On the way home

May 5, 2022 • 8:00 am

Well, I would have gotten home today at a reasonable time (about 8 pm) until I got an email message from United Airlines that our flight to IAD (where I was supposed to change for Chicago) was delayed for 2.5 hours. (It involved something about giving the crew proper rest time.) This means I’ll miss my scheduled connection and have been rebooked to arrive in Chicago at midnight.  And then I have to decide whether to try making it home at that late hour (it’s a long way) or waiting at the airport till the trains from O’Hare start running at about 5 a.m.

At any rate, I was relieved to pass my covid test (a rapid test) when we left the ship, as I didn’t want to quarantine in Lisbon until I tested negative. (We had was no covid on our small ship, though two prospective passengers tested positive in Tenerife and couldn’t go on the trip.)

So, in honor of Portugal and its thriving sardine canneries, producing a product I can’t abide, here’s a store at the Lisbon airport that sells only duty free sardines. It’s a pity I can’t abide this malodorous fish.

31 thoughts on “On the way home

  1. I had to look up IAD to find out what airport it is. The result was somewhat surprising (to me).

    Edit: and now I’ve looked up the reason for why it is IAD. It’s to stop you from accidentally going to the other airport in DC.

  2. Amazing, for me that would be like visiting heaven; I love sardines packed in olive oil,, skin and bones included, very healthy as well. I have had sardines weekly since my college days in Cambridge. Had to switch to herring the years I lived in Germany. I may have to arrange a trip to Portugal.

  3. Other than as an ingredient in the dressing for a Caesar salad I can not abide them.

  4. … a store at the Lisbon airport that sells only duty free sardines. It’s a pity I can’t abide this malodorous fish.

    I can eat sardines, though they aren’t my favorite. But sardine paste (or, alternatively, smooched up sardines) are an excellent ingredient in some recipes. I make a perciatelli with broccoli with it (from a recipe I got from an old girlfriend who got it from the Italian grandmother of a previous boyfriend) that is stone-cold outta sight.

      1. And anchovy sauce! Thai, Vietnamese or Italian- they’re all different, and they’re all good.
        What about a sardine sauce in that style? Never seen, but I’d try it.

        1. After eating sardines in tomato as a 7 year old I woke up, threw up on the carpet & went to sleep! My sister has never overcome the trauma & the smell never came out of that carpet!

          😉

      2. Check the anchovy paste box for a California Prop. 65 warning. I had a King Oliver brand that had it I think.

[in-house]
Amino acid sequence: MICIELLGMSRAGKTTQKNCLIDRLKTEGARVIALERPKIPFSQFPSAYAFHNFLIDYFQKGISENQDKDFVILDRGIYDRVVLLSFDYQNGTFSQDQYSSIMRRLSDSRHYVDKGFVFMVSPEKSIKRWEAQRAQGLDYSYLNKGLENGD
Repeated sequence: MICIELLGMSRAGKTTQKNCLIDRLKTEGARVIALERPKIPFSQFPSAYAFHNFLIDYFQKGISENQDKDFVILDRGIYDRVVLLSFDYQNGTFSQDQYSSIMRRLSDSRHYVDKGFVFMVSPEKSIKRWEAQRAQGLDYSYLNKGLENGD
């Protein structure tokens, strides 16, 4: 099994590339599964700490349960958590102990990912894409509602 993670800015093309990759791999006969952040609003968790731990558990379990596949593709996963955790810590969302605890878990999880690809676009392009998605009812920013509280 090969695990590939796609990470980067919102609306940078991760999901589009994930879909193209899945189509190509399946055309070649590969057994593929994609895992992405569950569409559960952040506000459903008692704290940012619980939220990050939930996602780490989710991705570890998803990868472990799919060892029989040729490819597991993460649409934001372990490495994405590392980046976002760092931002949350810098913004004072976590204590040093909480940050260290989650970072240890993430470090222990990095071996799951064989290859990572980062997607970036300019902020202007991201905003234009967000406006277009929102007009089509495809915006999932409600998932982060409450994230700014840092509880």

1. I quite like tinned sardines, if they’re a decent brand. But really fresh whole sardines, quickly barbecued on a very hot grill, are heavenly.

  5. I remember sending you a Coynezaa “care package” once with a tin of Matiz sardines (a great Spanish brand). And I learned some time after that you hated sardines. I had to laugh, but hopefully you gave them to a foodbank or a neighbor…or maybe you still have them, just in case. 🙂

    1. Sardines in a tin will keep for a while — until Jerry learns to like ’em or hell freezes over, whichever comes first. 🙂

      1. Some (namely Zingerman’s deli, in Ann Arbor but big into mail-order) even claim that sardines tinned in oil improve with aging. They sell 5-year -old cans as ‘vintage’ at a premium.
        And they are really good.

        1. Zingerman’s deli is a treasure and sells the best of many items. But you’ll pay for it$. Sheesh, you’d think there were located in Manhattan.

    2. I’d love to try some of that brand. I like the Brunswick brand but I find the biggish tins (Kersen brand) sold at Costco kinda fishy or ‘tinny’. Sardines mashed up and scrambled with eggs, green onions and lots of black pepper are delicious.

      1. Great to know! I’m glad they were enjoyed…but I’ll certainly refrain from sending you sardines in the future…or candy corn and rhubarb!

  6. I’d love to run across a sardine store. Of course, when I buy sardines, I always check that the can says Wild Caught. I figure they give the farmed sardines antibiotics. 🙂

    1. Athens OH has an Asian food store mostly East Asian but a section with a variety of Arab foodstuffs and they carry olive oil and sardines from Morrocco

  7. Fresh sardinos, bought from the boat and cooked on the beach. That’s the essence of Iberia (and a good example of the Mediterranean diet!) Tinned, not so much, although the big ones in tomato sauce called ‘pilchards’ are good on toast.

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